There is no specific provision in the Brazilian legislation that recognizes the right of publicity, an intellectual property right described as the right of every individual to control the commercial exploitation of his or her likeness. In Brazil, aspects of one’s identity receive the statutory protection of the so-called personality rights, which include image rights and the right to respect of the person’s name and voice.
The right of publicity and personality rights have their origins in the right of privacy and can both be the subject of a civil action (similar to a tort). However, a key difference is the weight given to the economic purpose behind the infringing conduct. In countries that recognize the right of publicity, the appropriation of a person’s likeness must be linked to the commercial value associated with it, usually in the context of the advertisement of a business or a product.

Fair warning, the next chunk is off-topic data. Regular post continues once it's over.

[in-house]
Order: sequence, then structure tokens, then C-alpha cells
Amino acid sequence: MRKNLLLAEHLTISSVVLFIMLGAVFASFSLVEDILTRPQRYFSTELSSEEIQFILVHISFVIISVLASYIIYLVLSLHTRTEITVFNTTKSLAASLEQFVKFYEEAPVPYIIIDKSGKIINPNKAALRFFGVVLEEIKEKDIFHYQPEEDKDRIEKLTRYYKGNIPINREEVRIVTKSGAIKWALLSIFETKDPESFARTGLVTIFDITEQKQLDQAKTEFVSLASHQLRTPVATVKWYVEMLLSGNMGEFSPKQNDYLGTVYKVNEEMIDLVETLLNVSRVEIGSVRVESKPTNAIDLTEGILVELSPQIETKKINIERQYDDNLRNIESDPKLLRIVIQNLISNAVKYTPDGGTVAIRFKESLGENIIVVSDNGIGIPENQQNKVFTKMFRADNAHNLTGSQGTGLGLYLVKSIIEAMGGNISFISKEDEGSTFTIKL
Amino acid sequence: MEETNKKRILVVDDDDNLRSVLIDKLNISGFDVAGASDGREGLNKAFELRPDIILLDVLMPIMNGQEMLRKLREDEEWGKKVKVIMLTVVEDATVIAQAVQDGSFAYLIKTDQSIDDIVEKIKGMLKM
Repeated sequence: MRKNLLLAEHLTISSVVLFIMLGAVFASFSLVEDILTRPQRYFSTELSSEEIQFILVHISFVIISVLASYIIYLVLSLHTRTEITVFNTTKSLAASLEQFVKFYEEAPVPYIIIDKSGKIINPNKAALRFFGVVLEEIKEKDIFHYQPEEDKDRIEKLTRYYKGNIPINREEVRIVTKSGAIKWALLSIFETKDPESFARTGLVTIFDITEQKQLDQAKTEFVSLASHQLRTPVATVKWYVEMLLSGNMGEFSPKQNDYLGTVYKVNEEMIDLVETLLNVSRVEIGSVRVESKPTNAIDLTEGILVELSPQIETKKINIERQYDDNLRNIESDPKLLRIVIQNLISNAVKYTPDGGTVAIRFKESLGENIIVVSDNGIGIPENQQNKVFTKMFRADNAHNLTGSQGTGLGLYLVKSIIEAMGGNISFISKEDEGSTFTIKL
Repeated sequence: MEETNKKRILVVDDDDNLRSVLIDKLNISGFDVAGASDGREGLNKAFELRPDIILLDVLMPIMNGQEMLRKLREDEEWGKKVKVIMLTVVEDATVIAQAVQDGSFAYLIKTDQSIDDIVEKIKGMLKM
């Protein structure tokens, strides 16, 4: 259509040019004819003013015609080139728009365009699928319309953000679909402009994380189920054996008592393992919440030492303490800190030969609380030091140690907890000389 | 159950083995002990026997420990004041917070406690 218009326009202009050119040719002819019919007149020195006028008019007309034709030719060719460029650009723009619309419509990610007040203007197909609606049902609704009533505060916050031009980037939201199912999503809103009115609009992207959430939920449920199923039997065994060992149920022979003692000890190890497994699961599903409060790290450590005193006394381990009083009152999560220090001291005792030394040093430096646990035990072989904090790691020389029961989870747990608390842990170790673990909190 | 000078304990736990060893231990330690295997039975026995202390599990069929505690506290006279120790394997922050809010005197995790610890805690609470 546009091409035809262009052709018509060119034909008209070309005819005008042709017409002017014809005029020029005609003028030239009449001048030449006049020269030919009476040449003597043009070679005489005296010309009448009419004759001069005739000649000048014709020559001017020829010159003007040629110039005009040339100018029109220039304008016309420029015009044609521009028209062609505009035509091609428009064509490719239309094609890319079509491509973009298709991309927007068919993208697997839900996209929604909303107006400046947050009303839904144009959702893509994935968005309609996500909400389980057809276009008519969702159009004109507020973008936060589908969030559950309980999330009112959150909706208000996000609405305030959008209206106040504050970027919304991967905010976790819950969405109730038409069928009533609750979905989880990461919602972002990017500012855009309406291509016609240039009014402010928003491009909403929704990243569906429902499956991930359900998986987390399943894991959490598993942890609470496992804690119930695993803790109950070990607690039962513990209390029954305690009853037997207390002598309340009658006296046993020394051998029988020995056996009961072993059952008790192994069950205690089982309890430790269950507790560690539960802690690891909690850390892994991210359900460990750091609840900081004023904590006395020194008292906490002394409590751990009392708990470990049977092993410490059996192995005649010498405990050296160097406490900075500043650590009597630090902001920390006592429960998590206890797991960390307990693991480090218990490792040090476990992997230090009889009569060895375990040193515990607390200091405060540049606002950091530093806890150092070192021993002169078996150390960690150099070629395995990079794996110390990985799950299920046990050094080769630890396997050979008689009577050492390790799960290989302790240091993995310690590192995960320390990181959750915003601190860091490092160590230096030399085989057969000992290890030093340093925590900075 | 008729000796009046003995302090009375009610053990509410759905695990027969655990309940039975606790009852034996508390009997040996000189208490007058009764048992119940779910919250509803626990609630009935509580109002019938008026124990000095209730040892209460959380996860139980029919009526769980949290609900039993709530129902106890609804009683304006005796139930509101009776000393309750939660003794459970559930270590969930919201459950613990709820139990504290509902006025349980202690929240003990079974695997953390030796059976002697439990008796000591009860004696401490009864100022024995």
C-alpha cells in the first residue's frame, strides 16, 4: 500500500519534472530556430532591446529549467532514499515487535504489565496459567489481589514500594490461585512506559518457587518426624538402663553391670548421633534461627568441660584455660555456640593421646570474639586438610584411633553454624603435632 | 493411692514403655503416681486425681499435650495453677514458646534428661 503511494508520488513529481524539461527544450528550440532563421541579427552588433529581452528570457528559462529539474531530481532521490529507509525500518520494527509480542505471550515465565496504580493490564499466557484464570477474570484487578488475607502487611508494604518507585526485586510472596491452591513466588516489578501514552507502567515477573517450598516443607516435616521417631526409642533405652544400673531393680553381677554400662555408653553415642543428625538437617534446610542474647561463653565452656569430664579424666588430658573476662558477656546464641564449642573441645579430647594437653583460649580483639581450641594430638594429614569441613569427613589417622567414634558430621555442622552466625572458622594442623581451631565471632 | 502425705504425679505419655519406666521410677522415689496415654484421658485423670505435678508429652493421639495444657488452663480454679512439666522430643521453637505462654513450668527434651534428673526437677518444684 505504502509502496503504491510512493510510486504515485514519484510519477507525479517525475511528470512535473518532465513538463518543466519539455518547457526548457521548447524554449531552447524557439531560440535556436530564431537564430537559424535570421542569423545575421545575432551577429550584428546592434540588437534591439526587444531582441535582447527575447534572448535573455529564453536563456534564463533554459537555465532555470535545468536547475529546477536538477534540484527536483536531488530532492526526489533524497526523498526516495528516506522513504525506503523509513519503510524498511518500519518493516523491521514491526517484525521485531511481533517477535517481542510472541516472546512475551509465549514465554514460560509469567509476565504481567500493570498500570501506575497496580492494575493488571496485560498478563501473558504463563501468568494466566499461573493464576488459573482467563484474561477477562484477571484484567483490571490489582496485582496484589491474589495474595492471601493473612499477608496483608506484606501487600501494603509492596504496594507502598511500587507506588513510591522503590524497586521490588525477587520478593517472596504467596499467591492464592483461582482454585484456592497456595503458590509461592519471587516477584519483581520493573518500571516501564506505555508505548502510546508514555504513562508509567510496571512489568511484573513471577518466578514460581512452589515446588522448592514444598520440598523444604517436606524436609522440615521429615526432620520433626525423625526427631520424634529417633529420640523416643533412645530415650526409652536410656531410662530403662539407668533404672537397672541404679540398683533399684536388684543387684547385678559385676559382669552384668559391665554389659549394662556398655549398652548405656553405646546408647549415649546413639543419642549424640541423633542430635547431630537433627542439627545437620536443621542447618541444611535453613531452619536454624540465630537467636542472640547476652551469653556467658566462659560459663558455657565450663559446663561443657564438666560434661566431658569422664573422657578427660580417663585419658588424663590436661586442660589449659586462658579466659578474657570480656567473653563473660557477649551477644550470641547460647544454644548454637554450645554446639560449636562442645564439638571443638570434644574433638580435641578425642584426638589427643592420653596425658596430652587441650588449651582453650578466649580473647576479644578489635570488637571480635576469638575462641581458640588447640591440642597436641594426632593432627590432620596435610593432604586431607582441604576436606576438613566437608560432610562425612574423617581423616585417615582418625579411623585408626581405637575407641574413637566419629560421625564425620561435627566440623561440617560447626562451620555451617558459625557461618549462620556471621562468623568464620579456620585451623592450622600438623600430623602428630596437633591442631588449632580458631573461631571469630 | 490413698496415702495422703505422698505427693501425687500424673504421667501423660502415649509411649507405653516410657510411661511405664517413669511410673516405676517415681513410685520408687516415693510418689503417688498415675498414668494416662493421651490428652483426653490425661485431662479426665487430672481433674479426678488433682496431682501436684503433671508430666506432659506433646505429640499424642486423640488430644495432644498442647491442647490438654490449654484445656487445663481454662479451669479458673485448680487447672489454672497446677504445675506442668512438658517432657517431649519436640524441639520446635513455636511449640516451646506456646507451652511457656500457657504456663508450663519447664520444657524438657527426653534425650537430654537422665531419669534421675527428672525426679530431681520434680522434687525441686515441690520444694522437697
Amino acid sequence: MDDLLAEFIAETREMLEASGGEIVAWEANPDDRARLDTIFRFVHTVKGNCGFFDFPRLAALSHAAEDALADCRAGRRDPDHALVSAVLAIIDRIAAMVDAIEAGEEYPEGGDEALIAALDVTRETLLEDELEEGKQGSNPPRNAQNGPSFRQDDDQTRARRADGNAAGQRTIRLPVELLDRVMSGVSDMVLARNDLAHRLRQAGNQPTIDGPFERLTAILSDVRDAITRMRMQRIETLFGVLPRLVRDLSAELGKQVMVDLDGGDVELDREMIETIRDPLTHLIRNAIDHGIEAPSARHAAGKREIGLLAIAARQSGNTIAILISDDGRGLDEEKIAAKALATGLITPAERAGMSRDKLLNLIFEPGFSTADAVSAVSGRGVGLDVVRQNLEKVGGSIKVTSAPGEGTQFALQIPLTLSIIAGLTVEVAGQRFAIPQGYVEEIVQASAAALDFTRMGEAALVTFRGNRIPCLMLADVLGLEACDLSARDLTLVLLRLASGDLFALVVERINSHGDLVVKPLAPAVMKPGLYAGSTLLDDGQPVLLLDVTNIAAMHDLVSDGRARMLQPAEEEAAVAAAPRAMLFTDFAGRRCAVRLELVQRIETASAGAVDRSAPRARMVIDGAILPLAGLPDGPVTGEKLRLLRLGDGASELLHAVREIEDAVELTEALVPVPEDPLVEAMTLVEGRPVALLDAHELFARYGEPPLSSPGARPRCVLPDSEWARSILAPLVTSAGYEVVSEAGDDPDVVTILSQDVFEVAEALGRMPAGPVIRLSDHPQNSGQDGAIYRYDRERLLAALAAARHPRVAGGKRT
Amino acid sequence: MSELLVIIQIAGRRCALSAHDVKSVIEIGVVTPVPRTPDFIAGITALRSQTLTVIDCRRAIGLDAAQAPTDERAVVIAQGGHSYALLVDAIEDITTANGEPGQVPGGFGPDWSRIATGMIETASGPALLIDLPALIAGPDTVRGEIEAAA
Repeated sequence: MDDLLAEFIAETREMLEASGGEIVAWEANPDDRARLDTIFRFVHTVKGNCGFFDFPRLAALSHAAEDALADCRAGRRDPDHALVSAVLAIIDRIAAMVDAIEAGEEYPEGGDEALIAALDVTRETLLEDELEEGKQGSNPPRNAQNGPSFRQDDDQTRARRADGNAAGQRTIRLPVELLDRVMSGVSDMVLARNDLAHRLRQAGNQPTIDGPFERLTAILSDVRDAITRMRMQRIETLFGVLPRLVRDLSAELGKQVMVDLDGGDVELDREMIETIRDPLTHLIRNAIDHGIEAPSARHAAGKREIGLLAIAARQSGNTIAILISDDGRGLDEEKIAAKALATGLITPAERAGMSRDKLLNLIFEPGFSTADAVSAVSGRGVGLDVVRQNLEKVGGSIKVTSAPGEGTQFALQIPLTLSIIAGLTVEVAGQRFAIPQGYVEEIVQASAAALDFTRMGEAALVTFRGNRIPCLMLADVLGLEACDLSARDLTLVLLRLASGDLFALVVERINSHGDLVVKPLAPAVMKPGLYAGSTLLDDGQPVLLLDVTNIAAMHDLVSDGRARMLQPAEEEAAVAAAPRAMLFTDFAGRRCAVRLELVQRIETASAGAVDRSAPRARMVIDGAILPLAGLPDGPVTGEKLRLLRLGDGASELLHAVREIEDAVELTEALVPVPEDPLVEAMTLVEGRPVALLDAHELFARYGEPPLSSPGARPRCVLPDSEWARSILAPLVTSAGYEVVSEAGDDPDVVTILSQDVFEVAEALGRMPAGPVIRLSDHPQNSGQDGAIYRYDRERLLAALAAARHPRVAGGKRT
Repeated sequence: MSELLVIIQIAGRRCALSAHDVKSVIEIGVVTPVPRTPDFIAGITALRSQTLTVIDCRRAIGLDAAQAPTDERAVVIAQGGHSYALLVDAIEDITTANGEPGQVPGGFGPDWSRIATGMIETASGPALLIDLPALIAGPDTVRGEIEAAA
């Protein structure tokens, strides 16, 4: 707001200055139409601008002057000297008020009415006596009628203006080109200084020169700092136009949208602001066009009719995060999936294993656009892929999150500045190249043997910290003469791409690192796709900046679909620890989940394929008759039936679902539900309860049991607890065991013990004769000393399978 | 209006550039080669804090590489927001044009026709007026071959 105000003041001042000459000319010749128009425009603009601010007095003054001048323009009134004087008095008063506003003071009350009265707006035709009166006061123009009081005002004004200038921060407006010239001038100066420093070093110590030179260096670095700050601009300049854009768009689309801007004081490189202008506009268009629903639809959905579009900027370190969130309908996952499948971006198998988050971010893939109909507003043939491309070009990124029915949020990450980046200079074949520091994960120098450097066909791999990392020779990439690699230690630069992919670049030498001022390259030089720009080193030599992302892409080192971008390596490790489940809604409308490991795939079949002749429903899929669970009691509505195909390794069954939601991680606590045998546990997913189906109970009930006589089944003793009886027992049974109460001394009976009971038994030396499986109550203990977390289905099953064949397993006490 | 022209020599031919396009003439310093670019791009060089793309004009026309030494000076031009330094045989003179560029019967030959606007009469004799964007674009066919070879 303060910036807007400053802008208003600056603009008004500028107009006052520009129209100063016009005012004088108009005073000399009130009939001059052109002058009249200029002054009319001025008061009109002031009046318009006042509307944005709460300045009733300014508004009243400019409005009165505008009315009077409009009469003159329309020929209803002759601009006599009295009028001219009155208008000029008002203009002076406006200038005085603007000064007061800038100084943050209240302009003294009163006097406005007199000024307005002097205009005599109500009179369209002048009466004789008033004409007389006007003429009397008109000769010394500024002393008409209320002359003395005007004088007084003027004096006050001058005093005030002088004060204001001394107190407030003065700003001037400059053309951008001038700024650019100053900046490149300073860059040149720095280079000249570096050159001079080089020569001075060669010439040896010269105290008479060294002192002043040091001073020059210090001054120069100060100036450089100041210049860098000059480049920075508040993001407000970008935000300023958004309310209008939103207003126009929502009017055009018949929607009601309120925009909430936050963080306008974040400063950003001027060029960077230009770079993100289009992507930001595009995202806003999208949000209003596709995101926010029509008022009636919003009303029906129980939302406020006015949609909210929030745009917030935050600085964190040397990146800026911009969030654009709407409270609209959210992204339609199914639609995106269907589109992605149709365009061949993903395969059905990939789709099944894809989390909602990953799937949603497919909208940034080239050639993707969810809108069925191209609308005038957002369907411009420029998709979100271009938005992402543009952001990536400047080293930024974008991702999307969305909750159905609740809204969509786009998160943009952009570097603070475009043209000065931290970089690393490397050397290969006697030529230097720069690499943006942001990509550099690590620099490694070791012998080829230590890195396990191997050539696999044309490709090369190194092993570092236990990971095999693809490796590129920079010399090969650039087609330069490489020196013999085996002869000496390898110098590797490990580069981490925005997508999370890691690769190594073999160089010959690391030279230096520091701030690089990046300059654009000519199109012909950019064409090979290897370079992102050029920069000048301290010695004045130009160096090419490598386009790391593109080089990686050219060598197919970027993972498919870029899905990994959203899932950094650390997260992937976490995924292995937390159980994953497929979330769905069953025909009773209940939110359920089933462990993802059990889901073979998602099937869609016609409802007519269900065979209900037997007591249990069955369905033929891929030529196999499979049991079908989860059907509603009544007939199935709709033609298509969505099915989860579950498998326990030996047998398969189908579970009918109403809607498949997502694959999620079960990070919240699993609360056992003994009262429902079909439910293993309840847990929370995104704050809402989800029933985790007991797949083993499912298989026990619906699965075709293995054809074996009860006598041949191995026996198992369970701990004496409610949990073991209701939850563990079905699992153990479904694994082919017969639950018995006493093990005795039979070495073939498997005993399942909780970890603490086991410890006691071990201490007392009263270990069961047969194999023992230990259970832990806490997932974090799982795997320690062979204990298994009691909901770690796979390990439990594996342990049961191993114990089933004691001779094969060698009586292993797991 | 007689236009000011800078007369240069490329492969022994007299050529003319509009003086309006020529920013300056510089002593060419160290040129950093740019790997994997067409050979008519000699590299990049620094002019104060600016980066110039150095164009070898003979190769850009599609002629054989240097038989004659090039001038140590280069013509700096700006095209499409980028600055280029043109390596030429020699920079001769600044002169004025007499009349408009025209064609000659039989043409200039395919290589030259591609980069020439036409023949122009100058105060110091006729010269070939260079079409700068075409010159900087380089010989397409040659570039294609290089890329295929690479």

Infringements to personality rights, in turn, do not require an economic motivation to be actionable – the mere unauthorized use would be sufficient to recover damages, regardless of whether it generates financial gain to the infringer. Nevertheless, the notoriety of the plaintiff and the economic loss caused by the violation of its personality rights are still relevant elements in considering the amount of compensation.
Therefore, there is a lower threshold for recovering damages under personality rights – if one’s physical trait is recognized, or recognizable, and such appropriation was not preceded by the necessary authorizations, the conduct is subject to liability, even if no economic advantage resulted from the misuse. This shows the importance of performing a clearance of rights procedure prior to launching products that incorporate third-parties identity aspects.
In Brazil, the 21st Trial Court of the State of São Paulo recently awarded damages to goalkeepers Vanderlei Farias and Alessandro Beti Rosa, after allegations that characters reproducing their physical traits were incorporated to a football video game without prior authorization. When delivering its decision, the judge expressly mentioned that the athletes’ personality rights, including their image rights, had been infringed.
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This article was written by Fernanda Vieira